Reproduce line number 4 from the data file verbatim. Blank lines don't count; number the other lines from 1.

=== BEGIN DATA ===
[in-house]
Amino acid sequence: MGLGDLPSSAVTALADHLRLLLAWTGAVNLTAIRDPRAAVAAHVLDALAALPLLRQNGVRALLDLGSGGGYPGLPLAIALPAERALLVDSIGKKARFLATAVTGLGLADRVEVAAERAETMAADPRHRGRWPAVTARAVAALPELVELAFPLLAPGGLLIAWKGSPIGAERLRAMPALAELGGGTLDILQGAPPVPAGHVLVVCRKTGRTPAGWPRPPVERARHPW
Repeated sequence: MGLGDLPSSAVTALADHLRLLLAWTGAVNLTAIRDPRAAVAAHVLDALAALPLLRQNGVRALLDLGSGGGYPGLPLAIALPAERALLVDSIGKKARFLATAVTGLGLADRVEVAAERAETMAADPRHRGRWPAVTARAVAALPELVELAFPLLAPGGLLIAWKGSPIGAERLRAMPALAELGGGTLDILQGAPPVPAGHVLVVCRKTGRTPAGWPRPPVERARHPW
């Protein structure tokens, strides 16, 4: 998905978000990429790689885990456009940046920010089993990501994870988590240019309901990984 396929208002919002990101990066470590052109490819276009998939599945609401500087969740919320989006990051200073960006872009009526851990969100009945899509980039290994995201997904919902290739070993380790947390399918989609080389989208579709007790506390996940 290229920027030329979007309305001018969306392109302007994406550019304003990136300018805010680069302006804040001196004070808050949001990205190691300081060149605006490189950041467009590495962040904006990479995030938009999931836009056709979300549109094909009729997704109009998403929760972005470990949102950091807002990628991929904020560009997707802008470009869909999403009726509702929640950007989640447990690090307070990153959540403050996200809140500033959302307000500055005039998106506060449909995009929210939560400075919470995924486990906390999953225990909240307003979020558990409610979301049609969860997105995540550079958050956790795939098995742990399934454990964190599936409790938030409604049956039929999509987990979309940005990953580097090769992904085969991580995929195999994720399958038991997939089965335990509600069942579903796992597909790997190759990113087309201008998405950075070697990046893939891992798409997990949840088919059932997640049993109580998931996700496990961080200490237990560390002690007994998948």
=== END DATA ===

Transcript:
């Protein structure tokens, strides 16, 4: 998905978000990429790689885990456009940046920010089993990501994870988590240019309901990984 396929208002919002990101990066470590052109490819276009998939599945609401500087969740919320989006990051200073960006872009009526851990969100009945899509980039290994995201997904919902290739070993380790947390399918989609080389989208579709007790506390996940 290229920027030329979007309305001018969306392109302007994406550019304003990136300018805010680069302006804040001196004070808050949001990205190691300081060149605006490189950041467009590495962040904006990479995030938009999931836009056709979300549109094909009729997704109009998403929760972005470990949102950091807002990628991929904020560009997707802008470009869909999403009726509702929640950007989640447990690090307070990153959540403050996200809140500033959302307000500055005039998106506060449909995009929210939560400075919470995924486990906390999953225990909240307003979020558990409610979301049609969860997105995540550079958050956790795939098995742990399934454990964190599936409790938030409604049956039929999509987990979309940005990953580097090769992904085969991580995929195999994720399958038991997939089965335990509600069942579903796992597909790997190759990113087309201008998405950075070697990046893939891992798409997990949840088919059932997640049993109580998931996700496990961080200490237990560390002690007994998948």